Cello Chords: Bow Aspects

We usually consider chords as mainly a left-hand issue because putting several fingers down together on different strings at the same time (and in tune) poses definite problems (see Left-hand String Crossings). Here however we are looking at chords from the point of view of the bow. And here we are looking at “real” chords – not broken chords (which are looked at on the 3-String Crossings and 4- String Crossings pages).

The problems that chords pose for the bow are largely – but not exclusively –  to do with the “bow-level control” (string-crossing) aspects.


There is no way we can play three or four strings simultaneously, so the question is not “to spread or not to spread?”, but rather “how to spread?”.



A chord requires a rapid and extreme change in bow-level, almost always from the bottom strings to the top strings. We can do this string crossing in several different ways: either with a whole-arm movement from the shoulder and back, a whole-arm movement from the elbow, or with a much more economical movement of pronation of the bow hand (which only works at the frog). We can of course also combine these three different movements in different proportions. Lluis Claret, a Zen master at the cello, proposes, for typical downbow chords in the lower half of the bow, wrist pronation rather than elbow flapping.


Certainly in the Baroque, Classical and Romantic Periods, almost all chords are spread from the bottom to the top. We have to decide whether we will “roll” from the bottom string over to the top string, in a linear curve, one string at a time as it were (choosing our degree of overlap) or whether on the contrary, we will play the chord in two clearly distinguished blocks (the two bottom strings double-stopped, followed by the two top strings double-stopped). We can call this last way of playing chords the “2+2” way.

Our choice between these two alternatives is largely dictated by style (historical period). Normally in music of the Romantic Period, a loud dramatic chord would be likely to be played “2+2”, whereas in Baroque and Classical Period music, chords are more likely to be “rolled” (arpeggiated, spread), especially for softer chords but even also for loud, dramatic ones.

These differences can be best shown by looking at some repertoire examples. The Dvorak Concerto has many passages with loud dramatic chords that we almost certainly will play in the “2+2” romantic way. At the opposite end of the spectrum are the many gentle arpeggiated chords of the Bach Suite Sarabandes and Allemandes (especially in the Sixth Suite). And somewhere in the middle are the dramatic loud opening chords of the Haydn C Major Concerto which, because they are of the  “Classical Period” probably benefit stylistically from being rolled (arpeggiated). If we play “Classical” (or earlier) chords “2+2” we risk making the music sound overly “Romantic”.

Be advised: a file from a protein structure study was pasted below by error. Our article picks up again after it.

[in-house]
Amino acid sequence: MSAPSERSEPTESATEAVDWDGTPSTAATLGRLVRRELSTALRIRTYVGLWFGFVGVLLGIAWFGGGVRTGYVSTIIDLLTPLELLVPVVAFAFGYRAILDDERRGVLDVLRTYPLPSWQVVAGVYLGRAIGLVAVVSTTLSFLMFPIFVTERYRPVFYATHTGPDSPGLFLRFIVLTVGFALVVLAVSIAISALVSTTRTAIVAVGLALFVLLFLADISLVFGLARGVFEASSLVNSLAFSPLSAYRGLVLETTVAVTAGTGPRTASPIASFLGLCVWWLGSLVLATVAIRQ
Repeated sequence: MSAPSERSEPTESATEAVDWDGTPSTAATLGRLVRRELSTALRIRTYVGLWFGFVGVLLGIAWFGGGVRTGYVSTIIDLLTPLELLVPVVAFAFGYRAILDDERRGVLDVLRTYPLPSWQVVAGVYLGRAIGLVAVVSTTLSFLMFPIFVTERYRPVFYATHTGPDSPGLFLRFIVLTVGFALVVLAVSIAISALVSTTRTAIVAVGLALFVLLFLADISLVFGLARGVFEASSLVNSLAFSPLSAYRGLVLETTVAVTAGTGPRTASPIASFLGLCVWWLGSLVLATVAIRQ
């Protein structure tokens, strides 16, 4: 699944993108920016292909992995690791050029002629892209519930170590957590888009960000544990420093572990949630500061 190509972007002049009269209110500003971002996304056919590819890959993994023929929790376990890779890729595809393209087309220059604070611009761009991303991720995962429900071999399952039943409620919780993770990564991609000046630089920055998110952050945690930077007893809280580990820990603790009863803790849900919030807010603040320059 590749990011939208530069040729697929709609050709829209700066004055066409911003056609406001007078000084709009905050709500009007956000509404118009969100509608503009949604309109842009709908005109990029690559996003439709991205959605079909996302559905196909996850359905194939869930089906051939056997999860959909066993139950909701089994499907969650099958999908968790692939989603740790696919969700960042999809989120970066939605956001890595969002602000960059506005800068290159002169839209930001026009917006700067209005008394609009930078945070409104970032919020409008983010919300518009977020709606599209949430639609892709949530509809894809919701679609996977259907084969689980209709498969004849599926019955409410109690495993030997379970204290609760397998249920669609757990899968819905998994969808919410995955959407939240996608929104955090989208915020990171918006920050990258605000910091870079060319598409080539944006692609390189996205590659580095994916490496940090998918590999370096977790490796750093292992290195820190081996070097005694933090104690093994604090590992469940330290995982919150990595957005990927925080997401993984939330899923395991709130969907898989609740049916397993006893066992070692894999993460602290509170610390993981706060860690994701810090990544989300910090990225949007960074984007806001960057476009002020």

chords roll or double


We also need to decide on which notes of the chord to place “the beat” (pulse). Normally the lower notes come before the beat, like an appoggiatura, while the top notes come on the beat, but there are exceptions.


Another variable in chords is the possible difference in dynamic between the bottom and top of the chord. In dramatic Romantic-music chords, we will often want to start the chord with incisive power on the bottom notes even when (as is most often the case) the bottom notes serve as an apoggiatura before the top notes (which come on the beat). In “Classical” and “Baroque” music however, even “forte” chords often benefit from a slightly gentler start on the lower strings, which allows us to do a crescendo as it were towards the top notes of the chord. Try the opening of the Haydn C major concerto in this way. It suddenly sounds “better” – more in style – as well as being easier to control.


Chords are nearly always played starting from the bottom, and most chords are played on a downbow. This means that for cellists, unlike for violinists/violists, the string crossing direction in chords is in the “unfavourable” “anti-natural” direction (see “Bow’s Natural Crossing Tendencies“) which is one of the reasons why it’s so easy to crash them. Downbows prefer so much more to go towards the lower strings. Try playing some loud dramatic chords with the spread now in the opposite direction (starting from the top strings like violinists/violists): we can immediately feel a large difference in ease of control and understand how much more ergonomic it is to play chords in this way. This is one of the reasons why gentle, spread chords on an upbow are such a delight to play (see the Sarabandes from the Bach Cello Suites).

The easiest and most natural way to play downbow chords is loudly and with a big accent on the bottom notes, as for example in the Dvorak Concerto example above. It is much more difficult to start downbow chords gently and softly, partly because the speed (and control) of the string crossing across to the higher strings is easier to achieve in a forte attack than with a gentle pp start. This problem of the fast string crossing is especially important when the chord has a short, rapid upbeat on the higher strings (which occurs very often) in which case not only do we need to get quickly from the lower strings to the higher strings after the start of the chord, but also we need to get quickly from the top to the lower strings just before the chord.

In loud chords, the crunchy explosive crashing start is not necessarily a big problem, but in soft chords we definitely don’t want any of this. There are various possible solutions as to how to avoid the crunching starts to soft chord: